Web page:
AUTHORS: Prepare For Negative Feedback From Your Non-Target Audience

Don't let a bad review get you down! None of us can please everyone.... no matter how well we write.

Don’t let a bad review get you down! None of us can please everyone…. no matter how well we write.

At some point in our ongoing discussion about style and fiction, I knew I needed a post about reader response to style, because it’s such a tricky subject and so difficult to plan for.

The most important points from today’s post aren’t novel ideas. In fact, I’d be shocked if this is the first place you’ve heard them. Still, every now and then it’s important to remind ourselves of the obvious, lest we find ourselves slipping into the trap of perfectionism or trying to be a “pleaser.”

The major things to remember concerning your readers and your style, whatever that style may be, are these:

  • No matter how you write, or how well you construct your novel, you will never, ever please everyone.
  • I repeat, no matter how good your book is, some people who pick it up won’t belong to your target audience or won’t like on principle the way you go about things. Basically, they won’t like your book.
  • All of this is okay, so just take a deep breath, take a bubble bath if you want to or eat some ice cream, maybe, and DON’T RESPOND TO REVIEWS.
  • As long as you don’t respond to reviews, you are doing things right.

To demonstrate these points, I want to give two examples: my relationship to vampire literature, and some things people have said about my work when it just wasn’t for them.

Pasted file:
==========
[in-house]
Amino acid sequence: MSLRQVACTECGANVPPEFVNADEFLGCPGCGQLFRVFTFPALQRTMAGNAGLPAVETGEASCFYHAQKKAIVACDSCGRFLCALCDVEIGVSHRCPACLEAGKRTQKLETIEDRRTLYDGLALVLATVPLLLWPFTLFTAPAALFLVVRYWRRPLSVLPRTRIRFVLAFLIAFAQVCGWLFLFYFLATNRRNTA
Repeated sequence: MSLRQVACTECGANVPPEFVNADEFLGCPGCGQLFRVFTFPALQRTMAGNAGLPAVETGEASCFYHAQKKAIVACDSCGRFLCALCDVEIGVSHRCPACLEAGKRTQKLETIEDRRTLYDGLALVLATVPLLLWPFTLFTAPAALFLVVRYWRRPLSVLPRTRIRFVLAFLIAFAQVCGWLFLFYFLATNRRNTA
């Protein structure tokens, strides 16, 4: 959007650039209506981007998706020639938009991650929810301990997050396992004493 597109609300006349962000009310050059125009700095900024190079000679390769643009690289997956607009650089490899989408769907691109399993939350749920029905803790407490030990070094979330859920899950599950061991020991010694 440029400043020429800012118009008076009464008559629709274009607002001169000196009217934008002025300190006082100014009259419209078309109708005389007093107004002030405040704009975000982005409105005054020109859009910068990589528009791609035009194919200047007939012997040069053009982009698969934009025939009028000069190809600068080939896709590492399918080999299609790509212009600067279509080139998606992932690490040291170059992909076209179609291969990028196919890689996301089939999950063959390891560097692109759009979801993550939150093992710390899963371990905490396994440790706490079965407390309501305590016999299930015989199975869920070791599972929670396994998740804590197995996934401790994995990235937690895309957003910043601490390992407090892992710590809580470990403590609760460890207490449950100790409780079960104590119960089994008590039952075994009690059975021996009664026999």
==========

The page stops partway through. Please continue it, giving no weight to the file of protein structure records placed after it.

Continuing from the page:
THE VAMPIRE PLAGUE

I have mentioned before–in fact, I dedicated to post the fact– that marketing fantasy literature is odd when you’re not writing about vampires.

Well, I don’t write about vampires. Sword and sorcery is my thing. I like spells, magic, saving-the-world epic fantasy.

Simply put, and without any intention of coming off as superior, I’m not interested in vampires. If you are, all’s good there. I don’t mean to insult what other people write or read…. I am sure there are many well-crafted and well-plotted books about vampires that are not mere vampire porn.

The thing is, “Twilight” destroyed vampires for me before I could ever give them a shot. If the vampire novel isn’t titled “Dracula,” doesn’t obey established vampire canon, and has a plot that is romance-driven, I’m sorry, I won’t read that book.

That author’s not writing for me. And there’s nothing wrong with that.

Chances are, I’m not writing for that author either. Fans of romance, and especially paranormal romance, are routinely disappointed by the way I throw romantic relationships to the background and stay out of the bedroom in my trilogy.

We all know that readers favor a book for lots of different reason, and a lot of that has to deal with themes, genres, and motifs. If I don’t write about the themes, genres, and motifs you like, my book could be fantastic, but you’re still not going to enjoy it.

That’s human nature. It’s the reader’s right not to like a book, for whatever reason he or she might not like it. Maybe it’s poorly written. Maybe it wasn’t edited well. Maybe it just doesn’t speak to you or you know technical information, thanks to your education, that the book gets wrong. Maybe a story is too far out of your comfort zone.

I could go on for ages.

WHY MY NON-TARGET AUDIENCE DOESN’T LIKE MY BOOKS

I have gotten mostly positive reviews on “The Crimson League,” but a few bad ones too. Every author does.

Some people did not connect with the book, or it wasn’t what they wanted it to be or expected.